With a build volume limited to only 100 cars, and many of those destined for foreign parts, there’s a good chance you haven’t seen a Morgan AeroMax coupe on the road just yet.
SuperSports looks lower, wider than 'Max
In which case, you probably haven't heard one, either. A pity, because I can vouch that BMW's usually refined V8 emits a wonderful cacophony of rumbling thunder when allowed to express itself properly. In fact, the sound erupting from the side-pipes of my first ‘live’ AeroMax made a riveting piece of musical theatre as the car was fired-up, given a blip of throttle, then left to idle menacingly outside the final assembly shop on the day PH visited Morgan’s Malvern works last week.
The sight and sound of an AeroMax is an intoxicating pleasure, blending the glamour and style of some undefined ‘golden age’ of motoring with an invigorating dash of Great British hot rod. The whole shebang is shaken, (or perhaps stirred), into an exotic motorised cocktail that exudes movie-star glamour from every surface. It’s definitely more Indiana Jones than 007, as beneath the heart-throb looks and top-drawer technical credentials lurks a testosterone-fuelled throwback to the days when an Englishman’s metal could be measured by the length of his engine cowling. Show an AeroMax to a member of the fairer sex, and if they don’t swoon over its muscular frame I’ll wager they're piloted remotely by canine intelligence.
An AeroMax coupe fresh off the line
What that says about the potential pulling-power of the new Aero SuperSports doesn't bear thinking about, although guests at the exclusive and glamorous Villa d’Este concours event in Italy will get an early feel for the new car’s potency when the stunning new prototype (pictured for the first time here on PH) is unveiled there today.
The new model is based closely on the existing AeroMax, sharing its high-tech bonded aluminium chassis, BMW V8 powertrain and much of its Superform aluminium body. It’s a little-known fact that Morgan was a trail-blazer for Superform technology in the automotive sector (a process whereby incredibly complex panels are formed against moulds using air pressure and 500 C degrees of applied heat), introducing it first to replace costly and time-consuming hand-beaten wings across the range in the 1990s. More Superform panels were introduced on the Aero 8, while the AeroMax was itself the first car in the world to feature a body made entirely from Superform parts. Now similar technology is used by coachbuilders across the world, from Aston to Zagato.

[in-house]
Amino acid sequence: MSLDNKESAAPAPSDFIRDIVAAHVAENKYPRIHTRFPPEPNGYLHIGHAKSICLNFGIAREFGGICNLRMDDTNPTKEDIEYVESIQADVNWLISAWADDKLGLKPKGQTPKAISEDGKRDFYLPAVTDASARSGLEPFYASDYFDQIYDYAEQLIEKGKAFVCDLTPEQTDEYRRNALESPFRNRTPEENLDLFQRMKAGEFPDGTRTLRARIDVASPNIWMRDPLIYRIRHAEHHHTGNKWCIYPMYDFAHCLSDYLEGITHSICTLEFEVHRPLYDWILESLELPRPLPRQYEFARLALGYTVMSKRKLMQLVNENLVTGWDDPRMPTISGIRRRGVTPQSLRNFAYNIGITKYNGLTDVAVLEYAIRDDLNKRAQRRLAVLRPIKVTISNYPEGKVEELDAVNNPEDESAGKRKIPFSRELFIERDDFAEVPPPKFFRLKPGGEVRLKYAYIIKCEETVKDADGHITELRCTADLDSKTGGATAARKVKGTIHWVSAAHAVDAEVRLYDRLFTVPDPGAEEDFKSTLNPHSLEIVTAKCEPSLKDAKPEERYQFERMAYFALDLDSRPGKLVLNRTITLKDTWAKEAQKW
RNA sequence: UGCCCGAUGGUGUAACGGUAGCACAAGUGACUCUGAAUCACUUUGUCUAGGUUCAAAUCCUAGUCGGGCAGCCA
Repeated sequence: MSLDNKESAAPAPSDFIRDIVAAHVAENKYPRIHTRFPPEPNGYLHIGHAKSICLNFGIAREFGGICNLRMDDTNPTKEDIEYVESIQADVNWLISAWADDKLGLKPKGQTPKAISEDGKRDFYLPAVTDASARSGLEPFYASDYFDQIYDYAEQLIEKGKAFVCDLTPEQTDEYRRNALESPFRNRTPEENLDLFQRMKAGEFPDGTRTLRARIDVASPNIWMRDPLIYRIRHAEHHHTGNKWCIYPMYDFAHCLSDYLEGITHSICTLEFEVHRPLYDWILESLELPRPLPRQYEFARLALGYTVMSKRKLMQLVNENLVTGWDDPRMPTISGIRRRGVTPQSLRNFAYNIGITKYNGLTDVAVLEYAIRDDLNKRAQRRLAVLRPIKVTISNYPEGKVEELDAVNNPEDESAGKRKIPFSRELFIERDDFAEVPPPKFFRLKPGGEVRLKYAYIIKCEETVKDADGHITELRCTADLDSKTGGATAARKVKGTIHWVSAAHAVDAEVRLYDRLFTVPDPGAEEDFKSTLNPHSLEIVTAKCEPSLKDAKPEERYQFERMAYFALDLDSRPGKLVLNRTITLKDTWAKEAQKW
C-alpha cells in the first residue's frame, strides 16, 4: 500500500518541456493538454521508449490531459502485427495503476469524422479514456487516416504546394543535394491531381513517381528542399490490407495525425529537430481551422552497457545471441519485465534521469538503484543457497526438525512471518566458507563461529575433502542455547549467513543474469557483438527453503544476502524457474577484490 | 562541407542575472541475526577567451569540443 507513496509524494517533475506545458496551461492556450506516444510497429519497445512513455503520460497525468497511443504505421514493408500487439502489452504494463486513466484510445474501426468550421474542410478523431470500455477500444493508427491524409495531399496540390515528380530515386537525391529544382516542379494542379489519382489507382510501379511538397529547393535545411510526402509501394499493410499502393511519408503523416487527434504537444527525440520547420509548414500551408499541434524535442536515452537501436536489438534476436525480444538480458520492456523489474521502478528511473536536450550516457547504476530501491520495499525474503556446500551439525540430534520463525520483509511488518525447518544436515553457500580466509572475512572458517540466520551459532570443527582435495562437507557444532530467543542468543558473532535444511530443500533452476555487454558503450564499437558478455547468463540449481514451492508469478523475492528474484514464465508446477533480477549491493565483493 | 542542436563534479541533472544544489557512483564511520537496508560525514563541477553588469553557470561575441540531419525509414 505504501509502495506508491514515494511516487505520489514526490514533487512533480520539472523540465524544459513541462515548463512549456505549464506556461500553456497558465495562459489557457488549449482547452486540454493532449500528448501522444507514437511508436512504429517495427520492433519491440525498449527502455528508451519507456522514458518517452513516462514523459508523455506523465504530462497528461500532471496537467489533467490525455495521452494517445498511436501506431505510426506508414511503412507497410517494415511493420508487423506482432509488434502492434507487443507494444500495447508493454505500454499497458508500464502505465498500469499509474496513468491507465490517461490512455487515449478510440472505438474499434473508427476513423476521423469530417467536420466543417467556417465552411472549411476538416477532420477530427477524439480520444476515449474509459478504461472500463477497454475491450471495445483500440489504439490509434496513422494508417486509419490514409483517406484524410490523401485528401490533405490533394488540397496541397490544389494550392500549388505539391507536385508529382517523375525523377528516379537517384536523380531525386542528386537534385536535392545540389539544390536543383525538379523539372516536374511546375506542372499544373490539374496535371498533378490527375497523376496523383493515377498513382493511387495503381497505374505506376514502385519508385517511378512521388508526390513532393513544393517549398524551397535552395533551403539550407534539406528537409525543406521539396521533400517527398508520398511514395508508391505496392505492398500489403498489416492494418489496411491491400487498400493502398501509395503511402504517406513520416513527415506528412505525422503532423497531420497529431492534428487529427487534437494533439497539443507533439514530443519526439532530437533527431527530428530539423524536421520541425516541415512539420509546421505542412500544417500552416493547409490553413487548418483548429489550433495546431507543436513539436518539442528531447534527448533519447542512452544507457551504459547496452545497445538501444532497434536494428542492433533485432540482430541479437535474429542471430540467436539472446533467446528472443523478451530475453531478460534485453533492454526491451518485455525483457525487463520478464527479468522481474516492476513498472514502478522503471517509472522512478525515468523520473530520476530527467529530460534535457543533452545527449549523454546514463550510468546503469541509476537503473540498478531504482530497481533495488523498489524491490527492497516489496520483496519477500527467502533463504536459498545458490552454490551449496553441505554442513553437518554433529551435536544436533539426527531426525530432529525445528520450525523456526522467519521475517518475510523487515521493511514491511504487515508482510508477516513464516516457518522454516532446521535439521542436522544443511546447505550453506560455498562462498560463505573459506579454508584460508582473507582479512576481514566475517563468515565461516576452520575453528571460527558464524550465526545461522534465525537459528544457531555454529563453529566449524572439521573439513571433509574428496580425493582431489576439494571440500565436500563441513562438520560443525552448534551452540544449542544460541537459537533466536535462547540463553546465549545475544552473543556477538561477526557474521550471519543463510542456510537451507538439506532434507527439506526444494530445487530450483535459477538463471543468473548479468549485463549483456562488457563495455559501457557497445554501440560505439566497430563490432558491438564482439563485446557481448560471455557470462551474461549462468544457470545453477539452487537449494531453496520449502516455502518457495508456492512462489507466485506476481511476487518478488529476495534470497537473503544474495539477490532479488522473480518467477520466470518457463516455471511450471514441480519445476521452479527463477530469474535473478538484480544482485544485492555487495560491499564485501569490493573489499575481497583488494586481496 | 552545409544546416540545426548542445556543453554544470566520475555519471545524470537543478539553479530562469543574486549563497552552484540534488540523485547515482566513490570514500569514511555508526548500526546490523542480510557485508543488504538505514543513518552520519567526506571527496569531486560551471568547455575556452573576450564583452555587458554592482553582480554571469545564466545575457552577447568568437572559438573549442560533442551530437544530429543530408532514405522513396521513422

Matthew Humphries, chief designer
Today’s SuperSports show car is actually hand-crafted from an AeroMax body, but the roadster will be productionised using Superform where possible. As with the AeroMax, the method has allowed the SuperSports' designer Matthew Humphries to conceive a finished body with complex panel curves that would be completely unfeasible for production using traditional methods. (Although craftsmen do still make panels the old way for Morgan’s more traditional models.)
Humphries was responsible for both the original AeroMax and the new SuperSports, the former concept designed while he was still a student. Now employed as the company’s chief designer, PH found him hard at work on our visit to Malvern, scant days before the show car was due to be trucked to Italy. With sleeves rolled up helping to fit out the interior of the prototype that sprang from his drawing board, he clearly feels privileged to be part of such a small and vibrant team.
Superformed aluminium in all its splendour
‘Where else could I get a job that is so hands on? I can draw up a design for something, go into the panel shop or wood shop and say how can you help me out with this? One of our craftsmen will make something up, and we can see straight away how it works on the car. It’s amazing what the guys can do,’ he told us.
The style of the new Aero SuperSports is clearly related to the coupe, and in fact differs only from the windscreen back.
‘The AeroMax has a relatively high volume cabin which you can see in a roof shape which is quite domed, so we’ve flattened that out and pulled some of the lines in tighter around the rear shoulders,’ says Humphries. ‘We definitely wanted this new car to look lower and faster.’
An AeroMax rolling chassis engine test
The new SuperSports' glazed B-pillars blend into upswept flying buttresses that support a fixed rear roof panel and a near-vertical glazed rear window, while the buttresses themselves taper gracefully to a point at the rear of the car. The removable aluminium roof section lifts out in two parts, which are designed to fit neatly under a boot lid recessed between the tapered buttresses.